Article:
Overturning a lower court decision, the Taiwan High Court yesterday ruled that the Democratic Progressive Party (DPP) must pay compensation of NT$1 million (US$31,250) to Chinese Nationalist Party Chairman (KMT) Ma Ying-jeou (
The verdict also requires the DPP to publish an apology on the front pages of the United Daily News, China Times, Apple Daily and Liberty Times, all Chinese-language newspapers.
"[The] judges believed that the DPP's ad might confuse the public and make people believe that what the commercial was expressing was true. As a result, it could mislead the public into thinking that Ma hates Taiwan and is cooperating with the Chinese communists," said Wen Yao-yuan (
The DPP lashed out against the ruling yesterday, calling it a form of "Blue Terror," and said that it would appeal to the Supreme Court.
The case began three years ago, when the DPP produced a TV commercial which suggested that Ma was in cahoots with the Chinese communists through the use of montage shots that combined images of Ma and the Chinese national flag.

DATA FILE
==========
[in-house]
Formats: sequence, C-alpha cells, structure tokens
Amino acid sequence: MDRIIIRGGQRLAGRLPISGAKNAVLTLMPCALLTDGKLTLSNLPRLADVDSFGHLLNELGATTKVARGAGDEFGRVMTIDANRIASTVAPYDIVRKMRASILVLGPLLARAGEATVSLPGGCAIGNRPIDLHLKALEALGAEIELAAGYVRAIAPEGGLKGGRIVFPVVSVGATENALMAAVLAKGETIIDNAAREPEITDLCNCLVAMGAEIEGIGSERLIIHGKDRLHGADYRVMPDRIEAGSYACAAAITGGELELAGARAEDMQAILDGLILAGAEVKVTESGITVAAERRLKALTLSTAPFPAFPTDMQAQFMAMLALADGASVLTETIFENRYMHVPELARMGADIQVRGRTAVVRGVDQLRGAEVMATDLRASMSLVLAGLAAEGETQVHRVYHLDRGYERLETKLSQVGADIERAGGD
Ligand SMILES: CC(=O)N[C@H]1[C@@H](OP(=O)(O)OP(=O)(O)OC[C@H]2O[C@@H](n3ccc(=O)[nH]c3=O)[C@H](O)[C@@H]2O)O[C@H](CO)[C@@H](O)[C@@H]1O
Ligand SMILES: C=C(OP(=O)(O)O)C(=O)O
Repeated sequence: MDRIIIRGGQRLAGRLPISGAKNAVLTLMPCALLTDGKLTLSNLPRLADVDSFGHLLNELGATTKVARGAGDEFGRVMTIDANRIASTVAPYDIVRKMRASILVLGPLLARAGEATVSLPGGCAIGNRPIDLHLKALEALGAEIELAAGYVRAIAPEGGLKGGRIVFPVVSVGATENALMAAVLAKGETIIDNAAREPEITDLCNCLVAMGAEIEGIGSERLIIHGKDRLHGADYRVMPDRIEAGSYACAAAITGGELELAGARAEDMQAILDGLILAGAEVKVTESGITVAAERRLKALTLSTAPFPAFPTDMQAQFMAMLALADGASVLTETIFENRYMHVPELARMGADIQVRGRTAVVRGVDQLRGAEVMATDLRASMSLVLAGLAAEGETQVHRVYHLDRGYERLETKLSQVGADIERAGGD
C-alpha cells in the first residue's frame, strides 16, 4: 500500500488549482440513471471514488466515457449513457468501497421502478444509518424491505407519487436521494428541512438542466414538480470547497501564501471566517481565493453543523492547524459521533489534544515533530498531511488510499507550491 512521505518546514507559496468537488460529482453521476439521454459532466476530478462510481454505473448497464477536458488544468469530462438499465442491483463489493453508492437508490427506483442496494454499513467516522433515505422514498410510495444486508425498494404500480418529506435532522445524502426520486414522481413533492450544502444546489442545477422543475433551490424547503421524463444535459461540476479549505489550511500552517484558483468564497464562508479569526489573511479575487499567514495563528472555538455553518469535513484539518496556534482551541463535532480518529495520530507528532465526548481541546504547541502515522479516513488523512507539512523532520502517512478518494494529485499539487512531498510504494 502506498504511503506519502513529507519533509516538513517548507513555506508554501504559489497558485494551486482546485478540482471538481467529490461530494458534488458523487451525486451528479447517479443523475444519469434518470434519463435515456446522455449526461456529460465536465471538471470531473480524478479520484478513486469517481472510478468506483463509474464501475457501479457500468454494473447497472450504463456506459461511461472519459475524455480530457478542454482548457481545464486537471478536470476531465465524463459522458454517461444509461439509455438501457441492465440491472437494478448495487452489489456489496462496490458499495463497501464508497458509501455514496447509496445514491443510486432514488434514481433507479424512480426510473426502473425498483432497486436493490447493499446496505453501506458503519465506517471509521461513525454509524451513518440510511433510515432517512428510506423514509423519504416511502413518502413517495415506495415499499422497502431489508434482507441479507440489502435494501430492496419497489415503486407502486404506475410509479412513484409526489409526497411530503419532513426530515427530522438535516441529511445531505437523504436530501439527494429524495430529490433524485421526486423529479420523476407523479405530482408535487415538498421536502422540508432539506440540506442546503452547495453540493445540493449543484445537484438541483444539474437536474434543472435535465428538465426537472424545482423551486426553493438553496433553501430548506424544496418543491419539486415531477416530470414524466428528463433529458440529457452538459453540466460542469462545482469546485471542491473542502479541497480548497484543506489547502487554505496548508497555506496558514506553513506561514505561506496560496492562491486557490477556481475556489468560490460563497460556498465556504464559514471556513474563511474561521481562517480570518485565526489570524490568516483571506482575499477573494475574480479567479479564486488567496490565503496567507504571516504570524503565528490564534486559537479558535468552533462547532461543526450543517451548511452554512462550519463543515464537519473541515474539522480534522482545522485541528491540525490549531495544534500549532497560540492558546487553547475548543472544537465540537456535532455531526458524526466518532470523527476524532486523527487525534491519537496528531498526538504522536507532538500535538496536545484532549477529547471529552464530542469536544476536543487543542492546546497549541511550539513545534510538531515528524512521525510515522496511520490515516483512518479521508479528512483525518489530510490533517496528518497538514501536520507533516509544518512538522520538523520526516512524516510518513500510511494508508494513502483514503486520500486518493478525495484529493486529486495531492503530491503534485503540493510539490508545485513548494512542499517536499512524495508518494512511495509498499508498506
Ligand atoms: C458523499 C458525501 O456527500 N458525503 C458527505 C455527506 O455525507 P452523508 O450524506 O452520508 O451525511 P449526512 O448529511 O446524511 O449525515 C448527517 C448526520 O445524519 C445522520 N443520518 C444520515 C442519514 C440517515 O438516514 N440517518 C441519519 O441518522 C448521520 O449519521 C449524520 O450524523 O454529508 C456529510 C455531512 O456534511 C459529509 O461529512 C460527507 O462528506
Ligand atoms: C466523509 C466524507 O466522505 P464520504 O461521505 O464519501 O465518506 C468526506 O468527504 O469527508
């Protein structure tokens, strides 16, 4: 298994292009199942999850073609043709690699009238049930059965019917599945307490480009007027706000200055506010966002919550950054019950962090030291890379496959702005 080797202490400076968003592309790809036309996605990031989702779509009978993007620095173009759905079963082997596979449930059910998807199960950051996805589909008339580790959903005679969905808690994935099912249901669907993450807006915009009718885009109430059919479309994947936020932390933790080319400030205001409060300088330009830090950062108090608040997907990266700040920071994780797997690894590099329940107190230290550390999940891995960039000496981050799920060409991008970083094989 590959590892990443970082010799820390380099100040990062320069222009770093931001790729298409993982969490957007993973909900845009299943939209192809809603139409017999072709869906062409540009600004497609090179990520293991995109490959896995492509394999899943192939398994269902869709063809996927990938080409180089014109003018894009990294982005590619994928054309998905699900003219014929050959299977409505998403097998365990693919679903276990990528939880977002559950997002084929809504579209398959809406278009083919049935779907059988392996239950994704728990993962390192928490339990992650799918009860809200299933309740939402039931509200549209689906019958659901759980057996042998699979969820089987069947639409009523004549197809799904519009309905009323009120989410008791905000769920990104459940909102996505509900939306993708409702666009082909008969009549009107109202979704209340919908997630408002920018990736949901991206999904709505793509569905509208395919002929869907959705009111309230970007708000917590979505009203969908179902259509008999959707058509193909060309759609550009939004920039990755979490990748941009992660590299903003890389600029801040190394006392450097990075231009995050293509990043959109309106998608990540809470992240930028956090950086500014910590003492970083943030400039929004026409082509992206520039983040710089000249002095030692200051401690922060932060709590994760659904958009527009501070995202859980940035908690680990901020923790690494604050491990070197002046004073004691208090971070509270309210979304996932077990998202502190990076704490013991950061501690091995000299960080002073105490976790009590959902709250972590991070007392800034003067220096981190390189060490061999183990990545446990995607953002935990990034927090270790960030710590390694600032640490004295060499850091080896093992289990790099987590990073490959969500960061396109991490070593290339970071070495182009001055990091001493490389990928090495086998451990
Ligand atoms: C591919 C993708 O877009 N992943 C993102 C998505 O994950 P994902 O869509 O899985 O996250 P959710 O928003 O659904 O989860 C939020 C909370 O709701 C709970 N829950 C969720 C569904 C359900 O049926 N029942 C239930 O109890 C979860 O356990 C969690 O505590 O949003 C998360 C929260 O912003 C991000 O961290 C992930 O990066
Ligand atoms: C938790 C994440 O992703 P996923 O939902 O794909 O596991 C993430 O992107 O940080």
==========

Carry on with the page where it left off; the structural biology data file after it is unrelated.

Ma felt that his reputation was damaged and that the DPP's ad could mislead people about his political stance. He filed a libel suit against the DPP and its then-public relations director Yang Meng-hsun (
The first verdict in the case came from the the Taipei District Court last year. The verdict ruled against Ma because the judges believed that the message delivered by the TV commercial was protected as free speech.
In addition, district court judges believed that Ma's reputation was not damaged by the ad. Ma then appealed that verdict to the high court.
Wen said that yesterday's verdict was not necessarily the end of the case, since the verdict could be appealed again to the Supreme Court.
In response, Ma yesterday expressed his satisfaction with the ruling and urged the DPP not to damage other people's reputations with slander.
"This is justice delayed. The important lesson from this ruling is that political parties should have fair competitions, rather than attacking opponents with slander," Ma said yesterday while attending a municipal event in Taipei.
Although the DPP can still file for an appeal, Ma said that he hoped the courts would continue to condemn the smear campaign against him.
Additional reporting by Mo Yan-chih
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